Tuesday, February 23, 2016

A newbie's guide to planning an urban vegetable garden

Posted by Amanda Villaruel | |
Interested in a vegetable garden, but don't know where to start? :-)

Check out my tips on how to plan your urban garden outdoors!
A newbie's guide to planning an urban vegetable garden
Planning an urban vegetable garden


Which vegetables, fruit and herbs should you choose? 

The question is: What do you eat regularly?

This is the brainstorming process. Start with vegetables, fruits and herbs you already have a relationship to. If salad, kale or beets are regular ingredients in the fridge, why not try to grow your own? :-)

Write a list of vegetables, fruits and herbs you would like to grow.

The next step will be to prune down the list because what you can grow depends on several factors like how much space you have available, climate etc.
Urban vegetable garden: This year's vegetables, fruits, herbs and flowers
Urban vegetable garden: This year's vegetables, fruits, herbs and flowers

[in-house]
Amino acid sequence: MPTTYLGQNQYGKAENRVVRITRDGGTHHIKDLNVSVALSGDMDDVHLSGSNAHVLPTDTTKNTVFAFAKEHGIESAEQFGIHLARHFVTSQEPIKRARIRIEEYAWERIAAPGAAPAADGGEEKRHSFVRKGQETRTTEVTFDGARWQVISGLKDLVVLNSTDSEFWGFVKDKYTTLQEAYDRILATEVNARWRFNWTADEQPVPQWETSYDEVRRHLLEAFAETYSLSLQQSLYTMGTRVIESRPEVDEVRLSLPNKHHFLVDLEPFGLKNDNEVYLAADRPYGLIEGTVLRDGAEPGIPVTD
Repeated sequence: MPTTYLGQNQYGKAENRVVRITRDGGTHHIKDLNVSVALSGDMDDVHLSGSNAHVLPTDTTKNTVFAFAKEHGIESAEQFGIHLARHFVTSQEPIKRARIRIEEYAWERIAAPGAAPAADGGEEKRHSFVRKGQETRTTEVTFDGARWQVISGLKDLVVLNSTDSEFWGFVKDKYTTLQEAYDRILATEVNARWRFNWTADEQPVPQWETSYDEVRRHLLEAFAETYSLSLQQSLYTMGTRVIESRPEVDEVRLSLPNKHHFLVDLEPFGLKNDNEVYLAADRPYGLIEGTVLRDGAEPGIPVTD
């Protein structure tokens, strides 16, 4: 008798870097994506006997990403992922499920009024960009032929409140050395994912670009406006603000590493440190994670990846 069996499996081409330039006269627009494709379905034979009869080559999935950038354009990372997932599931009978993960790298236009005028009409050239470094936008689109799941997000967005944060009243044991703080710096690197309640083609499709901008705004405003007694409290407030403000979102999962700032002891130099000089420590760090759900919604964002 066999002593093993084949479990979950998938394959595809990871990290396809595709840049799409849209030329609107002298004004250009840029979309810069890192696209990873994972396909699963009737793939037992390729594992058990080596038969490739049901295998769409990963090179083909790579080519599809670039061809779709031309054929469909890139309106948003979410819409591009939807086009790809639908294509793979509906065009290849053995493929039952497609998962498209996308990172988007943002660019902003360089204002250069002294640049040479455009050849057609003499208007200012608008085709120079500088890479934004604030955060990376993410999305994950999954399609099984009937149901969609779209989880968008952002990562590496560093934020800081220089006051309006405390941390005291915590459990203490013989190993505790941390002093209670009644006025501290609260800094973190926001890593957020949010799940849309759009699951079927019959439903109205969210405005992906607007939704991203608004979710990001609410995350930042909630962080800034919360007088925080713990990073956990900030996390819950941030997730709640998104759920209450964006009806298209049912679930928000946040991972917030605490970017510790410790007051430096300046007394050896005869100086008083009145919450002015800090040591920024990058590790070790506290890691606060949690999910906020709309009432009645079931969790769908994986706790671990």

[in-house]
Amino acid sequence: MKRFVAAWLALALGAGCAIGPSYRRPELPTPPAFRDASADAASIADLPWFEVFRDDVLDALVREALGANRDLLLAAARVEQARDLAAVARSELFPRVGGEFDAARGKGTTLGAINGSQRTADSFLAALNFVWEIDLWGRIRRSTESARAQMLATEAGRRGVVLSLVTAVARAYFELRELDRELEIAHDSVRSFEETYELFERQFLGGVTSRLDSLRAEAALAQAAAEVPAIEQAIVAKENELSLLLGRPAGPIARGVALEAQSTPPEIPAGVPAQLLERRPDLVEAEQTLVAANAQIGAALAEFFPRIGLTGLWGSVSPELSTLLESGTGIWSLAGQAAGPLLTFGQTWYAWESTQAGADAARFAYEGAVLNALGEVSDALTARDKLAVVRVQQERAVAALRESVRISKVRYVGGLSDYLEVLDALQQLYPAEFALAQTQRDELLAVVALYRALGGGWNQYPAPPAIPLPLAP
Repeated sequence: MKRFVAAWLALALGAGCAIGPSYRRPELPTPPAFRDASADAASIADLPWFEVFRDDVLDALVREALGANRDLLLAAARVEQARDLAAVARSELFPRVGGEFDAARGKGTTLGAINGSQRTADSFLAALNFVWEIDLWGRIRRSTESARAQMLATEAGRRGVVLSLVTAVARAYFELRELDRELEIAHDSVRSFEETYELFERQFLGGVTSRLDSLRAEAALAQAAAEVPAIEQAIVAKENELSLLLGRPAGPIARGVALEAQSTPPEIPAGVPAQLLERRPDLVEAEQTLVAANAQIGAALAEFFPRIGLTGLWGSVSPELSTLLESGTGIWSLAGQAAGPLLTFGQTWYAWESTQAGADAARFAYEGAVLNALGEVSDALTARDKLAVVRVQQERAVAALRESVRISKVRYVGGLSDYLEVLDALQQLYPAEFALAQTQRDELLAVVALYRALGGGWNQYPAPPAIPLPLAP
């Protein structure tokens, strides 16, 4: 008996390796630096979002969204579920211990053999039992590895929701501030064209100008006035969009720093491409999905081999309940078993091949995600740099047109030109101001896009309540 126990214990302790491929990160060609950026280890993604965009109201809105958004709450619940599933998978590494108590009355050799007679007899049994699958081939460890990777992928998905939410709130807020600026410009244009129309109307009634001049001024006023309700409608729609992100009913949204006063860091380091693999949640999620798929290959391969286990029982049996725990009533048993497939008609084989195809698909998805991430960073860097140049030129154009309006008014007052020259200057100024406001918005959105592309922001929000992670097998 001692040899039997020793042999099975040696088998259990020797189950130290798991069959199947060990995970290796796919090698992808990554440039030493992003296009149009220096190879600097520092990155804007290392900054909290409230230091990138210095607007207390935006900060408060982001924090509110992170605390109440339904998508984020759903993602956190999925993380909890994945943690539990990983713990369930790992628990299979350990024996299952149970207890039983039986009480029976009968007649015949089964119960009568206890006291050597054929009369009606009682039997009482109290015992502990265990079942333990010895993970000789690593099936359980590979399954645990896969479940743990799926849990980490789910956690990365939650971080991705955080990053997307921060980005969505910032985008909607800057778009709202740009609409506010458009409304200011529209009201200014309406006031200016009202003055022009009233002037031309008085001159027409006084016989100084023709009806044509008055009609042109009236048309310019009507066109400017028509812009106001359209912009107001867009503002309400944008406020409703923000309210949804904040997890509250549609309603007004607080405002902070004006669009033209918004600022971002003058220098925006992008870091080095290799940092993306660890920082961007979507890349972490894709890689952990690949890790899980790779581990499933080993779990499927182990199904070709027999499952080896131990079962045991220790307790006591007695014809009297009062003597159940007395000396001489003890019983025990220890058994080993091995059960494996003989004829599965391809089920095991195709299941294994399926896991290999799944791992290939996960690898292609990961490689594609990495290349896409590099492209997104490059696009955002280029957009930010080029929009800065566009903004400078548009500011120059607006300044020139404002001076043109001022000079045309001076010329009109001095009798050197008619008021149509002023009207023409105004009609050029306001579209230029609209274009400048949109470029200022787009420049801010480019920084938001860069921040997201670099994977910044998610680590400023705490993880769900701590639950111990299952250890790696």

Ask yourself these questions:

1. How experienced are you? Do you need a soft start or are you ready to go all in? 

If you want to take it slow, I would recommend trying vegetables and herbs that are considered easy. 

Read: Easiest fruits and vegetables to grow from seed indoors - includes radishes and carrots.

2. Where do you live? 

In typical cold and dry climates like my home country Norway, various types of potatoes, carrots, cabbages, onions, zucchinis, beans, beets, radishes and much more usually grow well. 

Countries with a hotter climate can grow vegetables and fruits like tomatoes, eggplants, capsicums and Asian varieties of cabbages and cucumber. If you have a greenhouse or can grow indoors the dependency on the climate becomes less important. 


As a newbie, you probably don't want to think about greenhouses just yet or anything that seems too complicated. Do it simple and grow vegetables that are comfortable in the climate of where you live.